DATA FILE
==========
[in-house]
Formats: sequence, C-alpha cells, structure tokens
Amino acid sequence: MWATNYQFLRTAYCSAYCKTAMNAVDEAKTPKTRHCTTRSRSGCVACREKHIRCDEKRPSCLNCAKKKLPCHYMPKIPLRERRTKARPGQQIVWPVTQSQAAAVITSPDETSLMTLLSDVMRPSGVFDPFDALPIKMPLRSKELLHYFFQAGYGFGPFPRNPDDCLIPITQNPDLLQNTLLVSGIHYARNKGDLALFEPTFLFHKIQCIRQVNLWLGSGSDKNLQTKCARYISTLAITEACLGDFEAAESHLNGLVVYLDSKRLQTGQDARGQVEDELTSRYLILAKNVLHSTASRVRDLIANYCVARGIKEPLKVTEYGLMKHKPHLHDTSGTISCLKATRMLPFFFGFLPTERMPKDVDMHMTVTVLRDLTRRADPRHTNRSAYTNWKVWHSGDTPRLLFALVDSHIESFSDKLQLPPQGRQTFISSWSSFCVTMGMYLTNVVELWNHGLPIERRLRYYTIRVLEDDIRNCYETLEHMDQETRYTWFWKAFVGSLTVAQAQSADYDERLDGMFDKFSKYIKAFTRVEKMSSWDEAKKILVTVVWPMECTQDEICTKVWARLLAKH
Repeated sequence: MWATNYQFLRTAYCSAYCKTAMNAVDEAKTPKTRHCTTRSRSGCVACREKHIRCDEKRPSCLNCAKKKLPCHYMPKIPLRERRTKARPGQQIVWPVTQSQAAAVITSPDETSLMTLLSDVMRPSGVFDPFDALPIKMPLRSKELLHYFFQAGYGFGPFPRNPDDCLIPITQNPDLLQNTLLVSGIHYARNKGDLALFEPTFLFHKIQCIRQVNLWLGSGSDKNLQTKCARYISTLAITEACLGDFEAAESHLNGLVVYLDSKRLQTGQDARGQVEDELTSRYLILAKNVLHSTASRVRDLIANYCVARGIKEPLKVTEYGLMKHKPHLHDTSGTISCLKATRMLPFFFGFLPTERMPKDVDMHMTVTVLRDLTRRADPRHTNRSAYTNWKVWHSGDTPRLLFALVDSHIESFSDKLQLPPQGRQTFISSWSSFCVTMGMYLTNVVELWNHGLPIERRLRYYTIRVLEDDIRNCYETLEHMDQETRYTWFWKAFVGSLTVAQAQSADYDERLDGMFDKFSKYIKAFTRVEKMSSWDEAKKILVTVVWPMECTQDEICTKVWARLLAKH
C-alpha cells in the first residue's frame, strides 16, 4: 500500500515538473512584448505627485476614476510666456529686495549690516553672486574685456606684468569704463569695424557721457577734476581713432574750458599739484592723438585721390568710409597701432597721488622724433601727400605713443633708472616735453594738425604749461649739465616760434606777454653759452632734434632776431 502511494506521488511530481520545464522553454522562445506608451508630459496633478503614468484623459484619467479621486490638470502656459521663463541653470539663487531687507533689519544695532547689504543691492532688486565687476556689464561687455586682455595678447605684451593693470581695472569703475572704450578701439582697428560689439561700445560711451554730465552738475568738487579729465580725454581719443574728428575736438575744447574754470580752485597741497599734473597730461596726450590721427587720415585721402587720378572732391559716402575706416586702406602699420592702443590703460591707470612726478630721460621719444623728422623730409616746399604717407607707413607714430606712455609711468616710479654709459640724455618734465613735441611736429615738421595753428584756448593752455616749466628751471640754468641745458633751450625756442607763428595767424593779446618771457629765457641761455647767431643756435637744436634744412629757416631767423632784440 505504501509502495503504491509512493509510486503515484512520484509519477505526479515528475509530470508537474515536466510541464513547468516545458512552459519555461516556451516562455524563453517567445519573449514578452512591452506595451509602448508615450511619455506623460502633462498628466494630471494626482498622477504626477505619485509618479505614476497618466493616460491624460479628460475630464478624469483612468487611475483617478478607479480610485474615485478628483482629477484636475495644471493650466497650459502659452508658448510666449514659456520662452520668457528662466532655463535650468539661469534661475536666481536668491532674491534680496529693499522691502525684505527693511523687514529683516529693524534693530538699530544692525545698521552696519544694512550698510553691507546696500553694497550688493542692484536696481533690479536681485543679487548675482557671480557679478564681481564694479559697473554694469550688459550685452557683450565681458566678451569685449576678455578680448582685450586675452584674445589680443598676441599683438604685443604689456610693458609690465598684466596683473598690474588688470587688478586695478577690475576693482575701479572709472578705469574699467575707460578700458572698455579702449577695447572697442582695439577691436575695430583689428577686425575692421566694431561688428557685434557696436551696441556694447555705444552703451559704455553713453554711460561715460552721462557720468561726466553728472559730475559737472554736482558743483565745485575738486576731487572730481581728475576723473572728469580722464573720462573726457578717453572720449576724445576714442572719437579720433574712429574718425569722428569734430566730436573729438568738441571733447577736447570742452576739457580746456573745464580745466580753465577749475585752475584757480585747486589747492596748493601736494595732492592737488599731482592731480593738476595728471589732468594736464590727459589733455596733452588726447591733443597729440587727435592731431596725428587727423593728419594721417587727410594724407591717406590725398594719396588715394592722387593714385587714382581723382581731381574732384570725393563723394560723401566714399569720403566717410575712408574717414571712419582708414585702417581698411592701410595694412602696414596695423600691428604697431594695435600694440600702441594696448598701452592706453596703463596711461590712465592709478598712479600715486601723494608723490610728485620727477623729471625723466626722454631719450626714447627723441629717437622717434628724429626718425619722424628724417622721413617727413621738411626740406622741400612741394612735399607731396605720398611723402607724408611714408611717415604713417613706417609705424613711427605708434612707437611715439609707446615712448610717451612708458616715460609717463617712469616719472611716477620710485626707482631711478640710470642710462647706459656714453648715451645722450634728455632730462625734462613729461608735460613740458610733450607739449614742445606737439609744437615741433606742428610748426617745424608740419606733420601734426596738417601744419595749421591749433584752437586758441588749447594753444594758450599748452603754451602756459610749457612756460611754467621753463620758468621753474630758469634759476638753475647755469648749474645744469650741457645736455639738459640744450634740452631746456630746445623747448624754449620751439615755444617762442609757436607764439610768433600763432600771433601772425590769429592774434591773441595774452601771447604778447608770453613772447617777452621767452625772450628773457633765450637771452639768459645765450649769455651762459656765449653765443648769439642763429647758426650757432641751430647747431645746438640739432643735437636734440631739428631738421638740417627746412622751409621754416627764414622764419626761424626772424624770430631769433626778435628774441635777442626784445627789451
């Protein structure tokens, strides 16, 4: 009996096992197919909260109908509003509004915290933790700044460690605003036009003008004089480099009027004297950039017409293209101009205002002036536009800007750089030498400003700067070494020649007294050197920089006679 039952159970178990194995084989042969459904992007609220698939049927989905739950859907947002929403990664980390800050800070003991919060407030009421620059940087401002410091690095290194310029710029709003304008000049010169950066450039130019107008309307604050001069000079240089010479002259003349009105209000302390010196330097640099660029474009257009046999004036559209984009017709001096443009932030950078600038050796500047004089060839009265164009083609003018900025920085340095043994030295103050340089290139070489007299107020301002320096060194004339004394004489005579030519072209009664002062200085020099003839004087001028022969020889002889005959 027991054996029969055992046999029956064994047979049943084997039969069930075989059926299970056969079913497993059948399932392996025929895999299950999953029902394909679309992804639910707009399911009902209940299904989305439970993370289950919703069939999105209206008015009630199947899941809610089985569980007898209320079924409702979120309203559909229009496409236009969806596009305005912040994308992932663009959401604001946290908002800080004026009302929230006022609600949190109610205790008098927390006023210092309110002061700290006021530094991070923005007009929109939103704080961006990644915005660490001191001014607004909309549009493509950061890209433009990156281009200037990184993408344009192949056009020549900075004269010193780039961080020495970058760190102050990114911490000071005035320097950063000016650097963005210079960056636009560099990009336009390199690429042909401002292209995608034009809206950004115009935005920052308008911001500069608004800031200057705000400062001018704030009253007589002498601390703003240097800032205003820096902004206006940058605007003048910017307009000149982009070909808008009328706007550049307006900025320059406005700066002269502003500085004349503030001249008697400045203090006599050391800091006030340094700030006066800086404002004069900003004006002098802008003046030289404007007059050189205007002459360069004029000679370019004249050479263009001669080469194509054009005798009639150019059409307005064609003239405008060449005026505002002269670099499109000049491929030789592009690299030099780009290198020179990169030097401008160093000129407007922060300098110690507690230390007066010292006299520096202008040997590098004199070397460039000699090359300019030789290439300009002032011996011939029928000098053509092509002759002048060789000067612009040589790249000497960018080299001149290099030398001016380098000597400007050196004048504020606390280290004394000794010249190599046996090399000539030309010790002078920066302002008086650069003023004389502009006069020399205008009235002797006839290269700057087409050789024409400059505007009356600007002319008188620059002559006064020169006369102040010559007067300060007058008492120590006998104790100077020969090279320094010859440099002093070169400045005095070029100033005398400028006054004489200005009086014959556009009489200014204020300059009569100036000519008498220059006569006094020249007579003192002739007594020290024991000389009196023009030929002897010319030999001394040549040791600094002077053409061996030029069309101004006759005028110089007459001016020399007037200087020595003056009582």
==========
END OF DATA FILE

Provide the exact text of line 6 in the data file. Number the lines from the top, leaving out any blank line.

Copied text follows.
């Protein structure tokens, strides 16, 4: 009996096992197919909260109908509003509004915290933790700044460690605003036009003008004089480099009027004297950039017409293209101009205002002036536009800007750089030498400003700067070494020649007294050197920089006679 039952159970178990194995084989042969459904992007609220698939049927989905739950859907947002929403990664980390800050800070003991919060407030009421620059940087401002410091690095290194310029710029709003304008000049010169950066450039130019107008309307604050001069000079240089010479002259003349009105209000302390010196330097640099660029474009257009046999004036559209984009017709001096443009932030950078600038050796500047004089060839009265164009083609003018900025920085340095043994030295103050340089290139070489007299107020301002320096060194004339004394004489005579030519072209009664002062200085020099003839004087001028022969020889002889005959 027991054996029969055992046999029956064994047979049943084997039969069930075989059926299970056969079913497993059948399932392996025929895999299950999953029902394909679309992804639910707009399911009902209940299904989305439970993370289950919703069939999105209206008015009630199947899941809610089985569980007898209320079924409702979120309203559909229009496409236009969806596009305005912040994308992932663009959401604001946290908002800080004026009302929230006022609600949190109610205790008098927390006023210092309110002061700290006021530094991070923005007009929109939103704080961006990644915005660490001191001014607004909309549009493509950061890209433009990156281009200037990184993408344009192949056009020549900075004269010193780039961080020495970058760190102050990114911490000071005035320097950063000016650097963005210079960056636009560099990009336009390199690429042909401002292209995608034009809206950004115009935005920052308008911001500069608004800031200057705000400062001018704030009253007589002498601390703003240097800032205003820096902004206006940058605007003048910017307009000149982009070909808008009328706007550049307006900025320059406005700066002269502003500085004349503030001249008697400045203090006599050391800091006030340094700030006066800086404002004069900003004006002098802008003046030289404007007059050189205007002459360069004029000679370019004249050479263009001669080469194509054009005798009639150019059409307005064609003239405008060449005026505002002269670099499109000049491929030789592009690299030099780009290198020179990169030097401008160093000129407007922060300098110690507690230390007066010292006299520096202008040997590098004199070397460039000699090359300019030789290439300009002032011996011939029928000098053509092509002759002048060789000067612009040589790249000497960018080299001149290099030398001016380098000597400007050196004048504020606390280290004394000794010249190599046996090399000539030309010790002078920066302002008086650069003023004389502009006069020399205008009235002797006839290269700057087409050789024409400059505007009356600007002319008188620059002559006064020169006369102040010559007067300060007058008492120590006998104790100077020969090279320094010859440099002093070169400045005095070029100033005398400028006054004489200005009086014959556009009489200014204020300059009569100036000519008498220059006569006094020249007579003192002739007594020290024991000389009196023009030929002897010319030999001394040549040791600094002077053409061996030029069309101004006759005028110089007459001016020399007037200087020595003056009582």